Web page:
Poll: Backhaul Presents 5G's Biggest Challenge

Sarah Thomas
4/24/2015

When it comes to 5G, there are no shortage of potential challenges, but -- according to one third of those who voted in a recent Light Reading poll -- upgrading backhaul to support the enormous amount of traffic coming to 5G is the biggest challenge the industry will face.

In our poll of nearly 500 readers, 31% said that backhaul was 5G's biggest challenge, followed by "too many consortiums trying to influence the standards process" at 19%. Another 16% selected "backwards compatibility with 4G, 3G and even some 2G networks," 13% said "meeting challenging and diverse performance targets," 9% chose "future-proofing the network for the next ten years" and 8% selected "ensuring 5G networks are secure." (See 5G Challenges.)

Here's another look at the survey results, excluding the 4% of voters who selected "other" for 5G's biggest challenge.


For all the news on 5G from Light Reading's 5G month and recent "Building America's 5G Ecosystem" event, visit the dedicated 5G section here on the site.


The poll should have included an "all of the above" option, because 5G will certainly present operators and vendors with all of the aforementioned challenges and more. It's no easy task to deploy a new network, even if elements of it are evolved from 4G. That's the reason so many consortiums have popped up -- for better or for worse, as some of our readers fear. (See The 5G Clubs, 5G: Meet the Influencers and You Can't Spell 5G Without LTE.)

It's also not surprising that backhaul was voted the most challenging as it relates to all of 5G's other challenges, from security to backwards compatibility and future proofing to meeting performance targets. If the network can't support the huge amount of data 5G will bring with then no number of compelling use cases will matter. (See 5G: What Is It & Why Does It Matter?)

Making backhaul even harder is the fact that 5G has to be designed to support massive-scale but bursty data for IoT, be reliable for public safety and self-driving cars and have extremely high capacity and fast speeds for video. Oh, and 5G has to span many different spectrum bands spanning the millimeter wave bands with high speeds, but poor propagation, and the sub-6Ghz bands where LTE is already running today. (See Ofcom Releases Its 5G mmW Band Play List and Heavy Reading Q&A: Getting to the Heart of 5G .)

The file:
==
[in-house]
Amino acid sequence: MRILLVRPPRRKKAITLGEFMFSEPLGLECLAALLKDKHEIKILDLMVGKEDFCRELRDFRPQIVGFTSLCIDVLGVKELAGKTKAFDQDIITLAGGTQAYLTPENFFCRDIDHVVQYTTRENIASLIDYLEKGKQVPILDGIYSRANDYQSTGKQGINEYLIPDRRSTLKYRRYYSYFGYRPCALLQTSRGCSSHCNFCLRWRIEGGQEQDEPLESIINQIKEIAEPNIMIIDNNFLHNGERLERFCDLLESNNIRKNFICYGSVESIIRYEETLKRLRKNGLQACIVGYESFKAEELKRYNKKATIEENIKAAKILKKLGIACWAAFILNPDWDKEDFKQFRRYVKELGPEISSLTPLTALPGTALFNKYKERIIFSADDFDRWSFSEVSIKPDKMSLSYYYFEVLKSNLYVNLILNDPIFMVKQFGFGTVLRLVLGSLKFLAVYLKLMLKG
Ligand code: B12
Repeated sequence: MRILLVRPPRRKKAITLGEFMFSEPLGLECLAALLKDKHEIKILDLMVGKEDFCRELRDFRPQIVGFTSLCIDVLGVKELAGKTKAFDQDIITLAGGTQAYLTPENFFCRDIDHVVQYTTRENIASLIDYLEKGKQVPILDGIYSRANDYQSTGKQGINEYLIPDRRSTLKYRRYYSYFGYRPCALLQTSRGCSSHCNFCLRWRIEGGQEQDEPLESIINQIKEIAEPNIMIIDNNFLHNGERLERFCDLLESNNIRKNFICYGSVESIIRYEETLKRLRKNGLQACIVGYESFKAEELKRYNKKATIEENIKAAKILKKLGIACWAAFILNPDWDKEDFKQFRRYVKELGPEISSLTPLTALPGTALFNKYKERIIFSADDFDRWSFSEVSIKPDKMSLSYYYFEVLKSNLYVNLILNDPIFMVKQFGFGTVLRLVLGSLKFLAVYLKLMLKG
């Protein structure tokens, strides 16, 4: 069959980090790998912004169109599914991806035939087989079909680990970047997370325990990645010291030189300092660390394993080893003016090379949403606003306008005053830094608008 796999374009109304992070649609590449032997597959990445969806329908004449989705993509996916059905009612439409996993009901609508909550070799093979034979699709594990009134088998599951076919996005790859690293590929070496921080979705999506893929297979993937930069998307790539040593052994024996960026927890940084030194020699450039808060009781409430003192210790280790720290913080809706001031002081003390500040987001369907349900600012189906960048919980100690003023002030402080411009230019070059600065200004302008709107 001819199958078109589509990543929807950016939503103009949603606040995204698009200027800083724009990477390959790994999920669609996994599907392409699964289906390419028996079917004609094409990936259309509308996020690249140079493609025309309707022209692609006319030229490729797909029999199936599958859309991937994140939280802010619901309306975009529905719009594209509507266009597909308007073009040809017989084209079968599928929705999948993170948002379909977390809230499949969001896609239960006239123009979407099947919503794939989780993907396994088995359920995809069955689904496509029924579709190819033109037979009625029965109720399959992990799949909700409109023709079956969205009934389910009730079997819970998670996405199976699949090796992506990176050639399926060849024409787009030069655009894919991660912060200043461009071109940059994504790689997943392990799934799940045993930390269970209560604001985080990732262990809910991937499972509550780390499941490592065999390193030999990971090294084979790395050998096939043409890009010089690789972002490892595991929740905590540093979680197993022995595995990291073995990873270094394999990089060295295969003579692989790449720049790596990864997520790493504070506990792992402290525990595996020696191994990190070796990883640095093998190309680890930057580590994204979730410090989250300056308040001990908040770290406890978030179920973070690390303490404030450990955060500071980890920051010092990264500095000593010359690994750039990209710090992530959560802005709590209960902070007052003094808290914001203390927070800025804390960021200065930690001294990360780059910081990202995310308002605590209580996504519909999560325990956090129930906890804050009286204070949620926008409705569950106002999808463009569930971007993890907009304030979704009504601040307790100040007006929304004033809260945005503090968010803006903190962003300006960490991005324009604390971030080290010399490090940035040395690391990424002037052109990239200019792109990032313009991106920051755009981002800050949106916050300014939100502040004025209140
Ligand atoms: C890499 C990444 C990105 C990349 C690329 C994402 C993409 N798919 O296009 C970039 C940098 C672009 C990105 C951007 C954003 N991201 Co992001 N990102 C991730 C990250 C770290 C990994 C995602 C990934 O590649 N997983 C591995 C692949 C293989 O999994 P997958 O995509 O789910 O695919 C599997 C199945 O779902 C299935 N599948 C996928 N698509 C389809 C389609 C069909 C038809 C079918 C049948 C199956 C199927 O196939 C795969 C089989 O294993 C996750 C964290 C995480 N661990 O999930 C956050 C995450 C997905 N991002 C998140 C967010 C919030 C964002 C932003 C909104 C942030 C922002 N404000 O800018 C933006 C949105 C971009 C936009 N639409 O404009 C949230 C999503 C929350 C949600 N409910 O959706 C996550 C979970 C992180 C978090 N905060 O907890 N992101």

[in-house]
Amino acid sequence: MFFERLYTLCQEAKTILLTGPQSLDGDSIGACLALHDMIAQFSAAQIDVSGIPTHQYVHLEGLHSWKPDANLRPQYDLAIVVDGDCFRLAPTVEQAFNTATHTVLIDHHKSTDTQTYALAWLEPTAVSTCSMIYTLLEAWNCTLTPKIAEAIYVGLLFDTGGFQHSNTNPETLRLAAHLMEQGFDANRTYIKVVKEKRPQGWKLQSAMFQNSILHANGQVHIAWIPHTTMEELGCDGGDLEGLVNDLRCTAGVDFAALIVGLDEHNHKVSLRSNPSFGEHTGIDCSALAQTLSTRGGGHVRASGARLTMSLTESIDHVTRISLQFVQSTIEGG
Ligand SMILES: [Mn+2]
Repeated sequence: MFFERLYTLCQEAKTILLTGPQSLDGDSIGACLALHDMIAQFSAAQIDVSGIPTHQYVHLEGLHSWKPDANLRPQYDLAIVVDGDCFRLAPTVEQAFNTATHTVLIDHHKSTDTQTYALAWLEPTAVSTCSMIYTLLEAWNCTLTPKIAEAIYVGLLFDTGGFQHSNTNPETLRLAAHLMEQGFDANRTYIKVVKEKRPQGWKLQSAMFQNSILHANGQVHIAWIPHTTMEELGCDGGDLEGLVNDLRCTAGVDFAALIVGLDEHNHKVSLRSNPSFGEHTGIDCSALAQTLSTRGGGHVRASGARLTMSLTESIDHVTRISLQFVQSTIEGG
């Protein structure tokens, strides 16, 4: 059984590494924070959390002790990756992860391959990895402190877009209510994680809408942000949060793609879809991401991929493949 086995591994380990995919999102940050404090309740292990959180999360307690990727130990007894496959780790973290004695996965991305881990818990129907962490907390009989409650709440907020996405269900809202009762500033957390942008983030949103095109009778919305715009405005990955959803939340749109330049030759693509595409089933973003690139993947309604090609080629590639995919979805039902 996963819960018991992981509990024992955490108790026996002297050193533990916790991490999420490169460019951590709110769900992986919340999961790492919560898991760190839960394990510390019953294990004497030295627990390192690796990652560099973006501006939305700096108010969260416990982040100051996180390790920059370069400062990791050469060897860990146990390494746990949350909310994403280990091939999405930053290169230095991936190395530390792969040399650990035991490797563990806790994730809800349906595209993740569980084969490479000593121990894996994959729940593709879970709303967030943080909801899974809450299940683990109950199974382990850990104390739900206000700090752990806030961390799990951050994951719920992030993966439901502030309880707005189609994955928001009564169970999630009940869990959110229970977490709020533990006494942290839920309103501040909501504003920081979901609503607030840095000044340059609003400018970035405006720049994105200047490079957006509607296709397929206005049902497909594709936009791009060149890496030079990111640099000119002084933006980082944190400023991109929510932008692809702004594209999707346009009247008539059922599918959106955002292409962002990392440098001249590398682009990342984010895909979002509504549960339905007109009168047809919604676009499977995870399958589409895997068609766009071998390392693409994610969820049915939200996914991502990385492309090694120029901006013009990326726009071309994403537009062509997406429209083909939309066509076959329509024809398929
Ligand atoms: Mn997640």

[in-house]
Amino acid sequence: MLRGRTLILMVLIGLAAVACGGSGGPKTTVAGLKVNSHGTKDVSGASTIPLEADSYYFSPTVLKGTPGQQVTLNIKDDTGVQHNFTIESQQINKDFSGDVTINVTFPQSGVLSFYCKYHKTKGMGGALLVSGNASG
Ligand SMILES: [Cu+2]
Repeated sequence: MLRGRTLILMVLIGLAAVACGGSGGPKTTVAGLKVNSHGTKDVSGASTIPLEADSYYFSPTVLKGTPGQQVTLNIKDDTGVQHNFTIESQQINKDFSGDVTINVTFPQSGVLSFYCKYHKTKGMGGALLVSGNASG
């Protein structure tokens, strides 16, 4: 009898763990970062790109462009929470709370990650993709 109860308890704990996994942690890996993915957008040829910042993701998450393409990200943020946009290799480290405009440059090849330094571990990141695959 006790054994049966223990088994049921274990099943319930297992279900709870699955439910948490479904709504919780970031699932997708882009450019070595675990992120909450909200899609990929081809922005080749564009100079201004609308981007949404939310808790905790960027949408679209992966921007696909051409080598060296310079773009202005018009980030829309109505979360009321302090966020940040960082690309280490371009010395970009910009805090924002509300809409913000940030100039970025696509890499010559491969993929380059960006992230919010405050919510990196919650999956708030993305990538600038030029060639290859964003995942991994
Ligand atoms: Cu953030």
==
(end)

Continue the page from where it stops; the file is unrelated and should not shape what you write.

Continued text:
The backhaul challenge is not without solutions, however. There are a number of vendors, like the newly merged Fastback Networks and Sub10 Systems, working to address the new complex backhaul environment for 5G by building denser radio networks and adding additional backhaul links to move wireless packets more efficiently. (See Fastback & Sub10 Merge for Millimeter Future .)

SDN may also play a role as it allows operators to better manage the transport networks that provide backhaul to each base station. Jeff Steinheider, a product manager for Freescale Semiconductor Inc. , suggested in a recent blog post for Light Reading that SDN will also help operators better manage their wireless equipment so they can coordinate multiple wireless technologies and vendors for seamless connectivity with 5G -- addressing the backwards compatibility and future proof challenges as well. (See 2G to 5G: Wireless Becomes the Fourth Utility.)